Spotlight Mexico: distemper outbreak in Cozumel

Eli in the picture is showing the match of her collar and Victor’s bracelet.During the month of June and beginning of July there was another outbreak within the island and also inside the shelter.

We are vaccinating at income but it seems that the protection provided by certain brand of vaccines we had for puppies was not enough. 11 animals inside the shelter had to be put down and more than 30 from outside (all over the island), almost everyone showing neurological signs. The inform to the laboratory to report the lot of vaccines involved in the outbreak has been done.

Karina Valenti the veterinarian at the HSC coded the animals in a very useful way. They had id bands to put around the neck of animals that are particularly used to identify kittens. The available colors at the shelter were: red, pink and blue.

So she classified dogs in 3 groups:

The blue ones were the animals over 1 year old or with more time in the shelter (survived the last outbreak and had 2 vaccines) with a natural resistance to the disease as well as 1 vaccine provided. She boosted all of them who needed so and they were attended by the kennel guy with the blue bracelet.

There was a pink one for those animals that showed no clinical signs but naturally were more exposed like youngsters with just a couple vaccines or one or that had less time in the shelter.

The red one was left for those animals that were in close contact with animals that tested positive to distemper and had to be put down.

Kennel workers had also pink and red bracelets. Red bracelet was only allowed to be with those dogs, with new incomes and with cats.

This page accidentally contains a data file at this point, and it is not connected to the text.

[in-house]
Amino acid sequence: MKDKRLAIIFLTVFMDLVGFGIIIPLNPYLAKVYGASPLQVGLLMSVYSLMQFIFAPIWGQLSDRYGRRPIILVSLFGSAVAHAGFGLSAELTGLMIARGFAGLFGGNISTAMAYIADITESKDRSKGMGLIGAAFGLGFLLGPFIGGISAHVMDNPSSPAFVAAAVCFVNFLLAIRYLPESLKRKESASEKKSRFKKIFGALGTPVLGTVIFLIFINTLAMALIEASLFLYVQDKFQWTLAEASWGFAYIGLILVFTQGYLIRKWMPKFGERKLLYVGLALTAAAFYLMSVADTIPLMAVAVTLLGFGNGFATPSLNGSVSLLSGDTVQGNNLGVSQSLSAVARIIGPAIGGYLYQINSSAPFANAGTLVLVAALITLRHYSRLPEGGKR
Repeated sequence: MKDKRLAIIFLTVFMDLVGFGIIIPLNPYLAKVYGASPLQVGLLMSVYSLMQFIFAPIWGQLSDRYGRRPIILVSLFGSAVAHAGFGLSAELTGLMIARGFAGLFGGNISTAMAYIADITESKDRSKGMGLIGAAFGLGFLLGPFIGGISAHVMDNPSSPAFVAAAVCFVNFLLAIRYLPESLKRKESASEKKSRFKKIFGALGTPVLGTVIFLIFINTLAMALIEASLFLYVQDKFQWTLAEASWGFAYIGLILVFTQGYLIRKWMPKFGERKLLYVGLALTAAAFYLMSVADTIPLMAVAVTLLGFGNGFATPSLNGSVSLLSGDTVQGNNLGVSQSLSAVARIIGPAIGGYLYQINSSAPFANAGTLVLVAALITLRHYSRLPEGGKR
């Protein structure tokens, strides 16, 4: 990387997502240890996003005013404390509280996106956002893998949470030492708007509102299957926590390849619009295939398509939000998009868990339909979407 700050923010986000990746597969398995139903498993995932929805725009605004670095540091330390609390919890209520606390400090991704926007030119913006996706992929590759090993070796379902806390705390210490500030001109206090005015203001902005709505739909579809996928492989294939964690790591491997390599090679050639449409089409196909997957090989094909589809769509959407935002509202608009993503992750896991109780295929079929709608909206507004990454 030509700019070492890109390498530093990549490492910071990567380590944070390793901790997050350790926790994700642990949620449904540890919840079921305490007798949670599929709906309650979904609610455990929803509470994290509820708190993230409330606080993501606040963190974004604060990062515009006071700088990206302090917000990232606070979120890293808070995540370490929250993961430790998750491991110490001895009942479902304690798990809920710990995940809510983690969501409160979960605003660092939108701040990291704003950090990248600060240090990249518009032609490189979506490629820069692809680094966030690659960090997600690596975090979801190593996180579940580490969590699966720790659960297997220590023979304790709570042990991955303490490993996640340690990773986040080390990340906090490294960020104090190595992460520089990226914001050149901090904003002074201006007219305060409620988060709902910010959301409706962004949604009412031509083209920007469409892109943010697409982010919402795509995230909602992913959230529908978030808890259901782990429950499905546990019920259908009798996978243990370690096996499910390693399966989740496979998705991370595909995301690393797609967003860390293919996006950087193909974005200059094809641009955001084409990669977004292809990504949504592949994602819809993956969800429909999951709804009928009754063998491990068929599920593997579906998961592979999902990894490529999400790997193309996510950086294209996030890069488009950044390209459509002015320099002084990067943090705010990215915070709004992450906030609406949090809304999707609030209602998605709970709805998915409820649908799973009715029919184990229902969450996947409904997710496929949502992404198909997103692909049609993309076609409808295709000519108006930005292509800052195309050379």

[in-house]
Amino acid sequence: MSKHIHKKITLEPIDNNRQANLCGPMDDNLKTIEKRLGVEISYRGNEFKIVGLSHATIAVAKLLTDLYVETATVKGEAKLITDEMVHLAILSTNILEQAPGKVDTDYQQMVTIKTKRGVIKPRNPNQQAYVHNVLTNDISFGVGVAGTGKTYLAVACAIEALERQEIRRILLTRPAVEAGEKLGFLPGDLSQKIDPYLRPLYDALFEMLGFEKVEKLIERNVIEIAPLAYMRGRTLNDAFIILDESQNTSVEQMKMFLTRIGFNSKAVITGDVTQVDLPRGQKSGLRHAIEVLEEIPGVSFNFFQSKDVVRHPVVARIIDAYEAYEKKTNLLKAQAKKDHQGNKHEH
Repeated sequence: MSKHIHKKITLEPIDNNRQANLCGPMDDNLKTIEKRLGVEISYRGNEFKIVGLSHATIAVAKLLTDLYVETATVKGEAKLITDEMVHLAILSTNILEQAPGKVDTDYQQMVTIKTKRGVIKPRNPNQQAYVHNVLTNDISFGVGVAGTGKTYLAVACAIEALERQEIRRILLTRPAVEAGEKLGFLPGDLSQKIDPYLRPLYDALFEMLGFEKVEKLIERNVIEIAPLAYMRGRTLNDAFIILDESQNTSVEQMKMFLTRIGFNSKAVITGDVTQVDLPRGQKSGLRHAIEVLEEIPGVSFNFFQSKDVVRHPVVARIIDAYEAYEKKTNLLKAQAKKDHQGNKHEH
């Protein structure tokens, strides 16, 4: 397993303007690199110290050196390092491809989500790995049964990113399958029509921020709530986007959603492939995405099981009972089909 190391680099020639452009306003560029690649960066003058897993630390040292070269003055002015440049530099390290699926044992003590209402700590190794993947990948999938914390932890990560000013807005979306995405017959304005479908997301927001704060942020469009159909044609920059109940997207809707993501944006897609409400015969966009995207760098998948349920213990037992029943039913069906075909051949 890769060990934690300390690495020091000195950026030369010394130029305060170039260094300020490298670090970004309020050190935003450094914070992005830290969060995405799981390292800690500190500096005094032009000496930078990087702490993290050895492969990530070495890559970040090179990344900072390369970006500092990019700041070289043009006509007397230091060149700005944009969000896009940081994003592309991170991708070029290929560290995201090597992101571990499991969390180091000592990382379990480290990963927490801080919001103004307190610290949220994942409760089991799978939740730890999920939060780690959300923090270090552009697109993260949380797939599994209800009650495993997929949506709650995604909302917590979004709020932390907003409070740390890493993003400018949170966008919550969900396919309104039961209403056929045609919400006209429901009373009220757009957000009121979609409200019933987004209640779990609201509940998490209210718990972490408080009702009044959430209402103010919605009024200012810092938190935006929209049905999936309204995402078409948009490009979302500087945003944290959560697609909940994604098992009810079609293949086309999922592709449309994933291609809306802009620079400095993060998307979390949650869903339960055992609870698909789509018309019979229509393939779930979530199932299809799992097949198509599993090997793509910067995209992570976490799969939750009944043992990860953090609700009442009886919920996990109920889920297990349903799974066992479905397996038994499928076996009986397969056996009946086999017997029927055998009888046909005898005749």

Eli in the picture is showing the match of her collar and Victor’s bracelet.

Another new prevention was to vaccinate the dogs within the block, neighbors to the Humane Society. In total 26 dogs were vaccinated in order to protect our dogs as well.

Sweet baby Chihuahua.Dogs in the pink group were allowed to walk outside after 2 weeks had passed. They were provided a foot bath as well, to decrease the possibility of having the virus transported in their paws. Foot baths have stayed for both personnel and visitants, they are also asked to put antibacterial gel on their hands and arms.

Sweet baby Chihuahua had just gastrointestinal signs, was found by the street and taken to HSC. We don’t have facilities or staff to hospitalize animals, but as we had 2 interns vets from Canada and they volunteered she had fluids and vet care all day round. She had improved but after a couple of days she developed a classical sign of distemper in dogs: hyperkeratosis of the paws and unfortunately she had to be put down.

Now after 24 days of the first positive dog inside the shelter we have everyone except for the new incomes as blue.

--EF

Post a comment

Experts

Senior Program Advisor
Senior Program Advisor
Brian Sharp, Emergency Relief Officer, Stranding Coordinator
Manager, Marine Mammal Rescue and Research
Céline Sissler-Bienvenu, Director, France and Francophone Africa
Director, France and Francophone Africa
IFAW Veterinarian
Gail A'Brunzo, Manager, Animal Rescue-Wildlife
Manager, Animal Rescue-Wildlife, IFAW HQ
Veterinarian, DVM, PhD
Veterinarian, DVM, PhD
Katie Moore, Deputy Vice President, Conservation and Animal Welfare
Deputy Vice President, Conservation and Animal Welfare
Manager, Animal Rescue-Disasters
Vivek Menon, Director of IFAW partner, Wildlife Trust of India
Senior Advisor to the CEO on Strategic Partnerships & Philanthropy